Saturday, June 17, 2006

Friday 20 (The Saturday Version)

Chick-lit authors are getting out of the bookstore and into serious retail signing space according to USA Today's Carol Memmott. It makes sense, too -- if you're going to write novels about the trials and tribulations of fashionable young women, go and sell them where the real ones shop.

Makes me wonder where the rest of us could go to hype ourselves on the unsuspecting shopper.

Romance: Get the girls while they're out shopping for the ingredients for a fabulous candlelight dinner at the grocery store. Set up a signing table right next to the rotisserie chicken bin, or maybe in front of the filet mignon section in the beef department. Men are more direct and practical about romance, so to grab their interest we should probably do a signing next to the prophylactic rack in the back of the local pharmacy.

Science Fiction: Circuit City's gadget counter would work. So would that aisle in the drugstore where they have the For Men only hair dye, that stuff you spray on a bald spot to make it look hairy, or the all-natural herbal alternatives to Viagra.

Mystery: Do all your signings at a gun shop, pawn shop, bail bondsman's office, jury duty waiting room, or in Scotland.

Westerns: Schedule your next signing at any redneck bar in Alabama, but only on the nights when ladies don't drink free and the mechanical bull is out of order (for speedy sales, tell the patrons that the books are actually props from the set of The Dukes of Hazzard, and Daisy Duke handled them.)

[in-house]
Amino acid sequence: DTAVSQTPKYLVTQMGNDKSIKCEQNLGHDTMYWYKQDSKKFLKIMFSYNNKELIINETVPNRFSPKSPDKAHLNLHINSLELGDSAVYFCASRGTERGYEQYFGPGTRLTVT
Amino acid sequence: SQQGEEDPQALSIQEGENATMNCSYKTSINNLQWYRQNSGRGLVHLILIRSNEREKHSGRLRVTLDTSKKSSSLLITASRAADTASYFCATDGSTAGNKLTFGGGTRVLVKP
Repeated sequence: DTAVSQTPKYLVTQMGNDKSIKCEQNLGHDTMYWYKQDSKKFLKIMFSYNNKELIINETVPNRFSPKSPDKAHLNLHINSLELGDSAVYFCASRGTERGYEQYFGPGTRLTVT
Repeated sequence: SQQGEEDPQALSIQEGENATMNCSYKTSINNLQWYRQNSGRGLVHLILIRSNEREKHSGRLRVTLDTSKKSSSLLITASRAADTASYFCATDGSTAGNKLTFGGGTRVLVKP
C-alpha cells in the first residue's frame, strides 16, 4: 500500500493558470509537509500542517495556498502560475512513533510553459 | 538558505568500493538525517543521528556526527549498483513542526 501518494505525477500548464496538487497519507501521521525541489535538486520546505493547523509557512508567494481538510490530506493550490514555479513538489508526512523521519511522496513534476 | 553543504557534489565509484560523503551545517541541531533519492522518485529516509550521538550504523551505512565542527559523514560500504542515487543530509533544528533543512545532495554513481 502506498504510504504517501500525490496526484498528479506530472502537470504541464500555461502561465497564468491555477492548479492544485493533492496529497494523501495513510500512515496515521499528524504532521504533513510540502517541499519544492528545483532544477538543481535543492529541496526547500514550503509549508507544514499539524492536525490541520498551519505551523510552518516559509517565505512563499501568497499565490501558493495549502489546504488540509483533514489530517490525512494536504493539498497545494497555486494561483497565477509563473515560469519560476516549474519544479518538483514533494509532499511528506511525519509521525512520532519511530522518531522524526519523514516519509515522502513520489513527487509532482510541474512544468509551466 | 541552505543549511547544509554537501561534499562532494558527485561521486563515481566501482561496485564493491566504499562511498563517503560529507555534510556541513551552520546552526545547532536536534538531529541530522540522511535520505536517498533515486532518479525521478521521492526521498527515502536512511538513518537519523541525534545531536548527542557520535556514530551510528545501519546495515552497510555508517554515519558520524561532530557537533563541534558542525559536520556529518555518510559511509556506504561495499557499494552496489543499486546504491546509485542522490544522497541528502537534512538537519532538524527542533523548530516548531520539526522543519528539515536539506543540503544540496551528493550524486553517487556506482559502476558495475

Erotica: Will sell like hotcakes on a Sunday at any fundamentalist church. Set up your table to intercept people on their way into services. Post a sign on the table that reads, See What They're Putting In The School Libraries?

Horror: Same as erotica, except change the sign on the table to read The New Series Based on The Book of Revelations and assure everyone who approaches the table that yes, we are living in The End Times.

Vampire Fiction: Bloodmobiles and blood banks. The patrons are already predisposed to like have the blood sucked out of their veins, right?

I'm sorry I missed any questions you had planned to ask yesterday -- got anything you've been hanging on to for today?

13 comments:

  1. Yeppers, been waiting anxiously for this. How do you come up with plot twists? Is there a specific method, or does it just happen?

    Cheers,
    Erin K.

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  2. Although I'm still going to go out and buy Dark Need (guy on the front's a babe), is there any difference between an ARC and a store bought copy?

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  3. Erin wrote: How do you come up with plot twists? Is there a specific method, or does it just happen?

    My characters usually determine the plot twists in my novels, which I plan as I'm initially outlining the story. The twists generally relate to those three questions I ask my characters: Who are you, what do you want, and what's the worst thing I can do to you?; if I were going to make the plot twist into a fourth question it would likely be and what are you going to do about it?

    Everyone has different opinions on plot twists, what they should be and how to work them into the story. I like twists that are always in front of the reader, but that they don't recognize until the last minute.